An imaginative adventure story whose elaborate illustrations inspire wonder, careful examination and multiple reads.

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JOURNEY

From the Journey series , Vol. 1

Ignored by her digitally distracted family, a girl draws a red door on her bedroom wall and steps through.

A lush green forest twinkles with lanterns and strung lights; a dizzying castle towers, its gates, turrets and halls linked by complicated waterways; a hovering aircraft festooned with propellers and wheels holds an imprisoned purple-plumed bird. Amid these marvels, the girl appears markedly ordinary with her common pageboy haircut, minimal facial features and simple clothes. She could be anyone, really, and readers will easily appropriate her journey as their own. Putty-colored grays and flat, boxy city shapes defined the girl’s urban reality, but here, color rules, modulating from mossy greens to slate blues to dusky purple—all punctuated with her crayon’s brilliant red and the yellow of a golden bird cage. White pages highlight action (the girl’s crayon whips up a boat, a hot air balloon and a magic carpet when needed), but most spreads deliver fantastically intricate pen, ink and watercolor architectural illustrations that remain playfully engrossing. They conjure contextual questions with no clear answers, or perhaps with so many answers one’s imagination finds itself opening door upon door and crossing thresholds, just as the girl did to escape loneliness. After freeing the bird, she needs its help for a quick escape through a small purple door back to her everyday street and back to a boy who wields an equally powerful purple crayon (an obvious and moving homage).

An imaginative adventure story whose elaborate illustrations inspire wonder, careful examination and multiple reads. (Picture book. 2-6)

Pub Date: Aug. 6, 2013

ISBN: 978-0-7636-6053-6

Page Count: 40

Publisher: Candlewick

Review Posted Online: May 8, 2013

Kirkus Reviews Issue: June 1, 2013

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A good choice for caregivers looking for a positive, uncomplicated introduction to a new baby that focuses on everything an...

I AM A BIG BROTHER

A little boy exults in his new role as big brother.

Rhyming text describes the arrival of a new baby and all of the big brother’s rewarding new duties. He gets to help with feedings, diaper changes, playtime, bathtime, and naptime. Though the rhyming couplets can sometimes feel a bit forced and awkward, the sentiment is sweet, as the focus here never veers from the excitement and love a little boy feels for his tiny new sibling. The charming, uncluttered illustrations convincingly depict the growing bond between this fair-skinned, rosy-cheeked, smiling pair of boys. In the final pages, the parents, heretofore kept mostly out of view, are pictured holding the children. The accompanying text reads: “Mommy, Daddy, baby, me. / We love each other—a family!” In companion volume I Am a Big Sister, the little boy is replaced with a little girl with bows in her hair. Some of the colors and patterns in the illustrations are slightly altered, but it is essentially the same title.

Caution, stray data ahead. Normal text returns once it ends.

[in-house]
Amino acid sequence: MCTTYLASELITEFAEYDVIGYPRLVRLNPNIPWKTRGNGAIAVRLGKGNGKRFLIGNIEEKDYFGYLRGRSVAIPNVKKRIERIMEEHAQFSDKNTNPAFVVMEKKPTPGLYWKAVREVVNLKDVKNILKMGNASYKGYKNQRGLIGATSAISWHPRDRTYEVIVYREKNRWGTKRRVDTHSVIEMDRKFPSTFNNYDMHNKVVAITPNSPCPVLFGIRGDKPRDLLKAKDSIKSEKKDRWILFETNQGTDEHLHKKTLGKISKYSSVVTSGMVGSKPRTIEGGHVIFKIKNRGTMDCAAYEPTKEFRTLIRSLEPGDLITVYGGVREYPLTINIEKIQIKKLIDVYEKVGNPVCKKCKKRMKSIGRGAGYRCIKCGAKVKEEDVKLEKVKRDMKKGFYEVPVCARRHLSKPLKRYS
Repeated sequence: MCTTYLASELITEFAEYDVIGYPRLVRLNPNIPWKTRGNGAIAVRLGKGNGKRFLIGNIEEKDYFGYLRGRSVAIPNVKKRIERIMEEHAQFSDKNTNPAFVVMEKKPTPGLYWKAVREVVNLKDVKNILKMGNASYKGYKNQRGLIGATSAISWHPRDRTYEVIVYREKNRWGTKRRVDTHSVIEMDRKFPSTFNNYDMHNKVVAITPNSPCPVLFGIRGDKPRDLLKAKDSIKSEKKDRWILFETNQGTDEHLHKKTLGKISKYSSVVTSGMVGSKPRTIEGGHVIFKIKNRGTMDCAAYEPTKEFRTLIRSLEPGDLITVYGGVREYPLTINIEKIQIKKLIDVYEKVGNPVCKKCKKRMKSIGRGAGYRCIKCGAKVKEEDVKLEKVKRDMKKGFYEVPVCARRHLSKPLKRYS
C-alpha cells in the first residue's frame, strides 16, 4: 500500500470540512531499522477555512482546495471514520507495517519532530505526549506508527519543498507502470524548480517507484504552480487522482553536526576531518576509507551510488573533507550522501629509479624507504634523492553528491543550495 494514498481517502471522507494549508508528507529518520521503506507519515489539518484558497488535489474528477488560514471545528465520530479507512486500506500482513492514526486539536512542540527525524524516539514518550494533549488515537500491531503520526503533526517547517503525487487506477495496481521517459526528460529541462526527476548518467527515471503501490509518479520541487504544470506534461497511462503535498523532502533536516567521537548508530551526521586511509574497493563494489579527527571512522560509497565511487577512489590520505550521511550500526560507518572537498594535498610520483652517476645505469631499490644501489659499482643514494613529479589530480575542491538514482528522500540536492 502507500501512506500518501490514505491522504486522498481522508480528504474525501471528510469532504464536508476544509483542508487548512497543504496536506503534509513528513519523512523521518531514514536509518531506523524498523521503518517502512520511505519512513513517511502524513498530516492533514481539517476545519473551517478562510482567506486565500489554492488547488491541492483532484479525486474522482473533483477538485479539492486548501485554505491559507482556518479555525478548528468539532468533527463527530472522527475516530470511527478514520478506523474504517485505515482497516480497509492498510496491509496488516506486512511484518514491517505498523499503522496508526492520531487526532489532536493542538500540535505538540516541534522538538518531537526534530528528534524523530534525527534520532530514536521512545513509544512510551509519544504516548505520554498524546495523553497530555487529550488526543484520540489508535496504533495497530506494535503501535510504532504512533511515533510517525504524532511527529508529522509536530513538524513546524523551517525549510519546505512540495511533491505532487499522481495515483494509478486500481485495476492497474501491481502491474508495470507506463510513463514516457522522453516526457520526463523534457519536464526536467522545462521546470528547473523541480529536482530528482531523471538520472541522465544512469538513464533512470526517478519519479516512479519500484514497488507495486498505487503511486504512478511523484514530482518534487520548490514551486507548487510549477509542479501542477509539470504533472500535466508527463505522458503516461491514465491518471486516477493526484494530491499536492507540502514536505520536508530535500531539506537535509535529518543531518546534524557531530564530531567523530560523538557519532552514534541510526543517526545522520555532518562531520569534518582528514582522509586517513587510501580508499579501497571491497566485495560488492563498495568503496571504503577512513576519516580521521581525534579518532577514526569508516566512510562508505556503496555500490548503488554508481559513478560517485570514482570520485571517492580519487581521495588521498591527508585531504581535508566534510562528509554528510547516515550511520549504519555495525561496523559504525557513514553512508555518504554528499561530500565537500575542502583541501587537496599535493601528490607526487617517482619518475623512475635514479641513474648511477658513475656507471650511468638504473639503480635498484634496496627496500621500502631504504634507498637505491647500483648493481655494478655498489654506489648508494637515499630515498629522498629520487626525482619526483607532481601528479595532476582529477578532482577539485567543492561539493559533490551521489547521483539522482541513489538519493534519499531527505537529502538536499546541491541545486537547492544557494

A good choice for caregivers looking for a positive, uncomplicated introduction to a new baby that focuses on everything an older sibling can do to help. (Board book. 2-4)

Pub Date: Jan. 27, 2015

ISBN: 978-0-545-68886-4

Page Count: 24

Publisher: Cartwheel/Scholastic

Review Posted Online: March 17, 2015

Kirkus Reviews Issue: July 1, 2015

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A sweet, tender and charming experience to read aloud or together.

HEY, DUCK!

A clueless duckling tries to make a new friend.

He is confused by this peculiar-looking duck, who has a long tail, doesn’t waddle and likes to be alone. No matter how explicitly the creature denies he is a duck and announces that he is a cat, the duckling refuses to acknowledge the facts.  When this creature expresses complete lack of interest in playing puddle stomp, the little ducking goes off and plays on his own. But the cat is not without remorse for rejecting an offered friendship. Of course it all ends happily, with the two new friends enjoying each other’s company. Bramsen employs brief sentences and the simplest of rhymes to tell this slight tale. The two heroes are meticulously drawn with endearing, expressive faces and body language, and their feathers and fur appear textured and touchable. Even the detailed tree bark and grass seem three-dimensional. There are single- and double-page spreads, panels surrounded by white space and circular and oval frames, all in a variety of eye-pleasing juxtapositions. While the initial appeal is solidly visual, young readers will get the gentle message that friendship is not something to take for granted but is to be embraced with open arms—or paws and webbed feet.

A sweet, tender and charming experience to read aloud or together. (Picture book. 3-6)

Pub Date: Jan. 22, 2013

ISBN: 978-0-375-86990-7

Page Count: 40

Publisher: Random House

Review Posted Online: Nov. 14, 2012

Kirkus Reviews Issue: Dec. 1, 2012

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